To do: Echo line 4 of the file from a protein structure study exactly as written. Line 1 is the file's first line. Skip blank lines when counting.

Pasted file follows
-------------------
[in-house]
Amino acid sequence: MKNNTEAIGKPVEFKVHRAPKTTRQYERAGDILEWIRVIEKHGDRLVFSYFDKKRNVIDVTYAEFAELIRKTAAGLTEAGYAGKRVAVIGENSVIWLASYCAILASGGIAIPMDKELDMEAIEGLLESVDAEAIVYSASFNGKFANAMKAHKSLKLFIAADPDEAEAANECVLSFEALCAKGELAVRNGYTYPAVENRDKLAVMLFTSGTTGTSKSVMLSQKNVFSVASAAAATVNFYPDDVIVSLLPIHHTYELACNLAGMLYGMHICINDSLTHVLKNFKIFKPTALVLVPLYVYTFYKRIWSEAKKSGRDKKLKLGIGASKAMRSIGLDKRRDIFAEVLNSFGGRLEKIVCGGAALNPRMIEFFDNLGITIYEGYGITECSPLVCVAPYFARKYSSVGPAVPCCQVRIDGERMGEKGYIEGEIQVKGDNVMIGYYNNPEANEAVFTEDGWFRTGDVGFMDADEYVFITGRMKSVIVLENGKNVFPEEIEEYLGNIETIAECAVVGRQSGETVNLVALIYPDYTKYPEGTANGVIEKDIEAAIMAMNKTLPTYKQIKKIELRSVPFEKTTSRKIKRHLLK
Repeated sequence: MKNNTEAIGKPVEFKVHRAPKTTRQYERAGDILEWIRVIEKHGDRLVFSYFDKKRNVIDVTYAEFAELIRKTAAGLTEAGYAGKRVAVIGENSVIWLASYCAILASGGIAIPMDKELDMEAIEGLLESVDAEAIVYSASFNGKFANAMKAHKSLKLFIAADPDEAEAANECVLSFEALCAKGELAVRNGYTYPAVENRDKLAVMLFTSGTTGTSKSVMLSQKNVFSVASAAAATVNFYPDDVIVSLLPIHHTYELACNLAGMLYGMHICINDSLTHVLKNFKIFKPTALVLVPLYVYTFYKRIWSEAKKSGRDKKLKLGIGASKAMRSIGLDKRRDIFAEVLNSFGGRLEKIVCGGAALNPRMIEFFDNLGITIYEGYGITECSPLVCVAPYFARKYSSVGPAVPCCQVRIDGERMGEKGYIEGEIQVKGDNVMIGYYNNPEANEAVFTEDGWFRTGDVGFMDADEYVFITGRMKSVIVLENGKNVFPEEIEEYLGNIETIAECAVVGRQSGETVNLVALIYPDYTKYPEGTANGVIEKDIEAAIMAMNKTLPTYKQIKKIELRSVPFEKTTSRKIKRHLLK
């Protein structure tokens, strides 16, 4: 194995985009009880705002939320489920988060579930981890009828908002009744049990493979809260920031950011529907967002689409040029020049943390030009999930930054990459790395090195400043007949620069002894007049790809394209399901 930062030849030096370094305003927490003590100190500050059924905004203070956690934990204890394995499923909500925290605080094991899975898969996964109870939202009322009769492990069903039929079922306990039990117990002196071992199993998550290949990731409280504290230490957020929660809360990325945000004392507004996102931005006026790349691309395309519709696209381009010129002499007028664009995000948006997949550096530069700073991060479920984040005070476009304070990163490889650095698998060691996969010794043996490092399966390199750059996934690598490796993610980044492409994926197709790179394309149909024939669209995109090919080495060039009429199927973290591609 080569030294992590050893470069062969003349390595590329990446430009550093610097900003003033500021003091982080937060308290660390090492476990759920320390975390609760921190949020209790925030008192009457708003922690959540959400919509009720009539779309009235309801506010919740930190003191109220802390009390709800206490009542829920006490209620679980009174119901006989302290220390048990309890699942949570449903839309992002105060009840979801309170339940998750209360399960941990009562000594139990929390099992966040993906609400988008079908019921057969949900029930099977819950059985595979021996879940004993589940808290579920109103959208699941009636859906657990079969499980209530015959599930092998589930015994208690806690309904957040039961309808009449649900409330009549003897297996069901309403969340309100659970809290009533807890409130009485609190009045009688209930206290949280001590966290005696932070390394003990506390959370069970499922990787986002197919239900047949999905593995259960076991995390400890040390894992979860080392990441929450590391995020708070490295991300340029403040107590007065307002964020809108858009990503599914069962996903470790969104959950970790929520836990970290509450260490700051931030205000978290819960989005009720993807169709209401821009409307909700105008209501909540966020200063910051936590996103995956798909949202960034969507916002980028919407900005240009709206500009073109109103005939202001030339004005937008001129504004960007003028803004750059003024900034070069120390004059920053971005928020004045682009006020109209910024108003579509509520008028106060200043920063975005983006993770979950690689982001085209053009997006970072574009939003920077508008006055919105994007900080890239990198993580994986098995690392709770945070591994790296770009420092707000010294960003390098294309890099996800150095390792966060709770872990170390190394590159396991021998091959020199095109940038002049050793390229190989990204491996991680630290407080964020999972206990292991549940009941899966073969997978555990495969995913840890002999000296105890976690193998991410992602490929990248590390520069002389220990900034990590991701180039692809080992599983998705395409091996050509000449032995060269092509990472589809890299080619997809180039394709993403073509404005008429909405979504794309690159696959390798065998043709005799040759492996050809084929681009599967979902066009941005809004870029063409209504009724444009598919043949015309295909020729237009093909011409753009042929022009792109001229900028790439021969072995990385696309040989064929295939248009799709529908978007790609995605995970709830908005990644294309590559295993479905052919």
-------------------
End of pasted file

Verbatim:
């Protein structure tokens, strides 16, 4: 194995985009009880705002939320489920988060579930981890009828908002009744049990493979809260920031950011529907967002689409040029020049943390030009999930930054990459790395090195400043007949620069002894007049790809394209399901 930062030849030096370094305003927490003590100190500050059924905004203070956690934990204890394995499923909500925290605080094991899975898969996964109870939202009322009769492990069903039929079922306990039990117990002196071992199993998550290949990731409280504290230490957020929660809360990325945000004392507004996102931005006026790349691309395309519709696209381009010129002499007028664009995000948006997949550096530069700073991060479920984040005070476009304070990163490889650095698998060691996969010794043996490092399966390199750059996934690598490796993610980044492409994926197709790179394309149909024939669209995109090919080495060039009429199927973290591609 080569030294992590050893470069062969003349390595590329990446430009550093610097900003003033500021003091982080937060308290660390090492476990759920320390975390609760921190949020209790925030008192009457708003922690959540959400919509009720009539779309009235309801506010919740930190003191109220802390009390709800206490009542829920006490209620679980009174119901006989302290220390048990309890699942949570449903839309992002105060009840979801309170339940998750209360399960941990009562000594139990929390099992966040993906609400988008079908019921057969949900029930099977819950059985595979021996879940004993589940808290579920109103959208699941009636859906657990079969499980209530015959599930092998589930015994208690806690309904957040039961309808009449649900409330009549003897297996069901309403969340309100659970809290009533807890409130009485609190009045009688209930206290949280001590966290005696932070390394003990506390959370069970499922990787986002197919239900047949999905593995259960076991995390400890040390894992979860080392990441929450590391995020708070490295991300340029403040107590007065307002964020809108858009990503599914069962996903470790969104959950970790929520836990970290509450260490700051931030205000978290819960989005009720993807169709209401821009409307909700105008209501909540966020200063910051936590996103995956798909949202960034969507916002980028919407900005240009709206500009073109109103005939202001030339004005937008001129504004960007003028803004750059003024900034070069120390004059920053971005928020004045682009006020109209910024108003579509509520008028106060200043920063975005983006993770979950690689982001085209053009997006970072574009939003920077508008006055919105994007900080890239990198993580994986098995690392709770945070591994790296770009420092707000010294960003390098294309890099996800150095390792966060709770872990170390190394590159396991021998091959020199095109940038002049050793390229190989990204491996991680630290407080964020999972206990292991549940009941899966073969997978555990495969995913840890002999000296105890976690193998991410992602490929990248590390520069002389220990900034990590991701180039692809080992599983998705395409091996050509000449032995060269092509990472589809890299080619997809180039394709993403073509404005008429909405979504794309690159696959390798065998043709005799040759492996050809084929681009599967979902066009941005809004870029063409209504009724444009598919043949015309295909020729237009093909011409753009042929022009792109001229900028790439021969072995990385696309040989064929295939248009799709529908978007790609995605995970709830908005990644294309590559295993479905052919």